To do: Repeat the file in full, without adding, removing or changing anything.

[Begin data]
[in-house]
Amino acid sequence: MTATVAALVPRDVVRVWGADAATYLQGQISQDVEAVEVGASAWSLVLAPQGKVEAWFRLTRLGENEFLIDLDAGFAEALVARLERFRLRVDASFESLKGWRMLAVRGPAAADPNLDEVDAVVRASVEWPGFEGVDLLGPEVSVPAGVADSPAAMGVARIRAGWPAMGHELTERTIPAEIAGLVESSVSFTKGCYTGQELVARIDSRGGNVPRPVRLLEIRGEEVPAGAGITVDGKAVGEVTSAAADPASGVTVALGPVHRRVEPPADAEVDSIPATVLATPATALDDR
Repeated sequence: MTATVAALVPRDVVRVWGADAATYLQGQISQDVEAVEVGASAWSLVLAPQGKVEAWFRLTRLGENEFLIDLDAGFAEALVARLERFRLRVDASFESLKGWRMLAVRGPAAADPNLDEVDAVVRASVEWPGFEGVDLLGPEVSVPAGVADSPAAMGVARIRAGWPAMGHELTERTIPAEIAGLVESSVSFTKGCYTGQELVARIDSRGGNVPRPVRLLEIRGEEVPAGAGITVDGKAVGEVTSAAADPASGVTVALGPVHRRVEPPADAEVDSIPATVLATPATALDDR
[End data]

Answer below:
[in-house]
Amino acid sequence: MTATVAALVPRDVVRVWGADAATYLQGQISQDVEAVEVGASAWSLVLAPQGKVEAWFRLTRLGENEFLIDLDAGFAEALVARLERFRLRVDASFESLKGWRMLAVRGPAAADPNLDEVDAVVRASVEWPGFEGVDLLGPEVSVPAGVADSPAAMGVARIRAGWPAMGHELTERTIPAEIAGLVESSVSFTKGCYTGQELVARIDSRGGNVPRPVRLLEIRGEEVPAGAGITVDGKAVGEVTSAAADPASGVTVALGPVHRRVEPPADAEVDSIPATVLATPATALDDR
Repeated sequence: MTATVAALVPRDVVRVWGADAATYLQGQISQDVEAVEVGASAWSLVLAPQGKVEAWFRLTRLGENEFLIDLDAGFAEALVARLERFRLRVDASFESLKGWRMLAVRGPAAADPNLDEVDAVVRASVEWPGFEGVDLLGPEVSVPAGVADSPAAMGVARIRAGWPAMGHELTERTIPAEIAGLVESSVSFTKGCYTGQELVARIDSRGGNVPRPVRLLEIRGEEVPAGAGITVDGKAVGEVTSAAADPASGVTVALGPVHRRVEPPADAEVDSIPATVLATPATALDDR